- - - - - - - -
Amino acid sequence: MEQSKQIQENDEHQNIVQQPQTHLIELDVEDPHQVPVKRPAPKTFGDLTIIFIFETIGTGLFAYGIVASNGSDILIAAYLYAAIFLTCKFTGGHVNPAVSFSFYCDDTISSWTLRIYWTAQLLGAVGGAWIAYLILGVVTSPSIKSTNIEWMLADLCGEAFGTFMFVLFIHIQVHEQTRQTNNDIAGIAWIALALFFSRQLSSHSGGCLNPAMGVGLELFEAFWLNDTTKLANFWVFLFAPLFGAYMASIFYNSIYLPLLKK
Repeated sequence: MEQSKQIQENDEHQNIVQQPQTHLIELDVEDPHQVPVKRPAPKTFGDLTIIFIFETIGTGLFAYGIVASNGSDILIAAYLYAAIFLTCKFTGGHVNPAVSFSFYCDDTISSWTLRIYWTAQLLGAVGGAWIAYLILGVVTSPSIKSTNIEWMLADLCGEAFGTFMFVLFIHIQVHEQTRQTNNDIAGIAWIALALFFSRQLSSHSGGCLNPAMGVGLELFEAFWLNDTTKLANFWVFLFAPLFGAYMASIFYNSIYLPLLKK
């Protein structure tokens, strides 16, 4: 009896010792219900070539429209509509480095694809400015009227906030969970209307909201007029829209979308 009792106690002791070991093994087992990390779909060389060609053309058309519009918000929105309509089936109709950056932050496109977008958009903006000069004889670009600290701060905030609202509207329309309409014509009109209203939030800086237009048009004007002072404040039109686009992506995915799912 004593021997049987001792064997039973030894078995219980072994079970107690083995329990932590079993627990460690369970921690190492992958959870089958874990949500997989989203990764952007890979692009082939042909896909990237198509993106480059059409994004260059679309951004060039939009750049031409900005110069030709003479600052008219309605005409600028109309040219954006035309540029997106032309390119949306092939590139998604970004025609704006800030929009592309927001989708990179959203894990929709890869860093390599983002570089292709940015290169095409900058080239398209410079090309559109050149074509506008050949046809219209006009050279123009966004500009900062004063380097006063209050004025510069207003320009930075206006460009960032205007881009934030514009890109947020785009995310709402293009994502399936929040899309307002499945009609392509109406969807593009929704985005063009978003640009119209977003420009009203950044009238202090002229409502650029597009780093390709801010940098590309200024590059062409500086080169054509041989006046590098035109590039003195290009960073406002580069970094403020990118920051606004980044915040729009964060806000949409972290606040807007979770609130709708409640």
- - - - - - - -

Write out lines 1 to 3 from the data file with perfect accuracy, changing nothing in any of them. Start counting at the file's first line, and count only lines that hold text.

Amino acid sequence: MEQSKQIQENDEHQNIVQQPQTHLIELDVEDPHQVPVKRPAPKTFGDLTIIFIFETIGTGLFAYGIVASNGSDILIAAYLYAAIFLTCKFTGGHVNPAVSFSFYCDDTISSWTLRIYWTAQLLGAVGGAWIAYLILGVVTSPSIKSTNIEWMLADLCGEAFGTFMFVLFIHIQVHEQTRQTNNDIAGIAWIALALFFSRQLSSHSGGCLNPAMGVGLELFEAFWLNDTTKLANFWVFLFAPLFGAYMASIFYNSIYLPLLKK
Repeated sequence: MEQSKQIQENDEHQNIVQQPQTHLIELDVEDPHQVPVKRPAPKTFGDLTIIFIFETIGTGLFAYGIVASNGSDILIAAYLYAAIFLTCKFTGGHVNPAVSFSFYCDDTISSWTLRIYWTAQLLGAVGGAWIAYLILGVVTSPSIKSTNIEWMLADLCGEAFGTFMFVLFIHIQVHEQTRQTNNDIAGIAWIALALFFSRQLSSHSGGCLNPAMGVGLELFEAFWLNDTTKLANFWVFLFAPLFGAYMASIFYNSIYLPLLKK
């Protein structure tokens, strides 16, 4: 009896010792219900070539429209509509480095694809400015009227906030969970209307909201007029829209979308 009792106690002791070991093994087992990390779909060389060609053309058309519009918000929105309509089936109709950056932050496109977008958009903006000069004889670009600290701060905030609202509207329309309409014509009109209203939030800086237009048009004007002072404040039109686009992506995915799912 004593021997049987001792064997039973030894078995219980072994079970107690083995329990932590079993627990460690369970921690190492992958959870089958874990949500997989989203990764952007890979692009082939042909896909990237198509993106480059059409994004260059679309951004060039939009750049031409900005110069030709003479600052008219309605005409600028109309040219954006035309540029997106032309390119949306092939590139998604970004025609704006800030929009592309927001989708990179959203894990929709890869860093390599983002570089292709940015290169095409900058080239398209410079090309559109050149074509506008050949046809219209006009050279123009966004500009900062004063380097006063209050004025510069207003320009930075206006460009960032205007881009934030514009890109947020785009995310709402293009994502399936929040899309307002499945009609392509109406969807593009929704985005063009978003640009119209977003420009009203950044009238202090002229409502650029597009780093390709801010940098590309200024590059062409500086080169054509041989006046590098035109590039003195290009960073406002580069970094403020990118920051606004980044915040729009964060806000949409972290606040807007979770609130709708409640």